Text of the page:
Seafood Sustains Alaska
Alaska’s commercial seafood industry sustains Alaska in many ways.
Our thriving commercial seafood industry is based on responsive, ecosystem-based sustainability practices, which supports and sustains families, businesses and communities across the state.
Catching seafood today while stewarding sustainable fisheries for tomorrow.Watch the video
Alaska’s commercial fishing families and communities are the heart and soul of Alaska’s seafood industry, spanning the state.
- Many skippers and crew participate in multiple fisheries as a full-time career, while others fish to supplement income from other jobs, earn money during a summer school break, or work as crew members for friends and family, taking part in a uniquely Alaskan cultural tradition.
- For many rural Alaska communities, the seafood industry is among the largest source of employment, wages, and tax revenue.
Alaska’s science-based seafood management system is considered among the best in the world, because it is built to adapt to change.
- Alaska’s varied and interconnected fishing communities and families are united by a commitment to adapting to change in a responsible way.
- These Alaskans play an important role in researching, informing, and implementing the change needed to maintain healthy and sustainable fisheries.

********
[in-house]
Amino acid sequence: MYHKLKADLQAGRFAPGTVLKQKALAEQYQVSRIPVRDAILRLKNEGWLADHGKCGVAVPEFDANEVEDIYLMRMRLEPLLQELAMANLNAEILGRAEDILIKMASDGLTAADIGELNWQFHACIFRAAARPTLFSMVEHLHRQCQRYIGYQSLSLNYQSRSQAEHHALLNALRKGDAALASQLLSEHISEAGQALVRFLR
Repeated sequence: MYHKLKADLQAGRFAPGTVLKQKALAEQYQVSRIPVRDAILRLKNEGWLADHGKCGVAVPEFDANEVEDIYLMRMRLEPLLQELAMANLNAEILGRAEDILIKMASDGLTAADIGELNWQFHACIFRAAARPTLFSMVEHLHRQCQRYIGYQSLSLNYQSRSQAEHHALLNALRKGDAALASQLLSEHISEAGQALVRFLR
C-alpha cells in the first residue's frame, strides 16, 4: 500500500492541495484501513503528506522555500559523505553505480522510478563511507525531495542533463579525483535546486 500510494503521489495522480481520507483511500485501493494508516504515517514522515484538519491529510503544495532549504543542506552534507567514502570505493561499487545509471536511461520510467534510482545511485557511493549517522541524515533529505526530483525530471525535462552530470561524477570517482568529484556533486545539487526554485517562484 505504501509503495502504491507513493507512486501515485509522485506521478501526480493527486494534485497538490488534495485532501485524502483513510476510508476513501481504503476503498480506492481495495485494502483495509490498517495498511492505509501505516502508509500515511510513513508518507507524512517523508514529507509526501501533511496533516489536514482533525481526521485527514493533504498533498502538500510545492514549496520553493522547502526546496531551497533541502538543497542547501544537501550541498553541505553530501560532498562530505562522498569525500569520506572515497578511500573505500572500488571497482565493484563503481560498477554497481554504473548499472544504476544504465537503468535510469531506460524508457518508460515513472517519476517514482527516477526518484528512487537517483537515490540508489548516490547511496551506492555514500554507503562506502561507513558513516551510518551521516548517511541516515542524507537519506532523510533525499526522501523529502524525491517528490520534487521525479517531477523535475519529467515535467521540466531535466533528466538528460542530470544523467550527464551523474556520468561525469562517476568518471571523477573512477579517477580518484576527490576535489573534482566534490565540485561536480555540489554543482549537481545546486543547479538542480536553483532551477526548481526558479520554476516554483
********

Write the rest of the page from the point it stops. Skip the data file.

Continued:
- Their household livelihoods and community viability rely on striking a balance between meeting their immediate needs with protecting resources for long-term sustainability.
The commercial seafood industry helps anchor Alaska's economy.
- 62,000+ direct jobs
- 8,900+ vessels
- 160+ processing facilities (both shoreside and at-sea)
- $4-$5 billion annual product value
- $120+ million coming back to Alaska communities from taxes and fees paid by the Alaska seafood industry
These big numbers are made possible by all sorts of small businesses – from fishermen, machinists, engineers, electricians, cooks and more.
In fact, communities across the state benefit from the industry because it lowers the cost of shipping rates and fuel prices, not to mention supplying jobs to many non-fishing professions like welders, mechanics, upholsterers, bankers, retailers, accountants and more.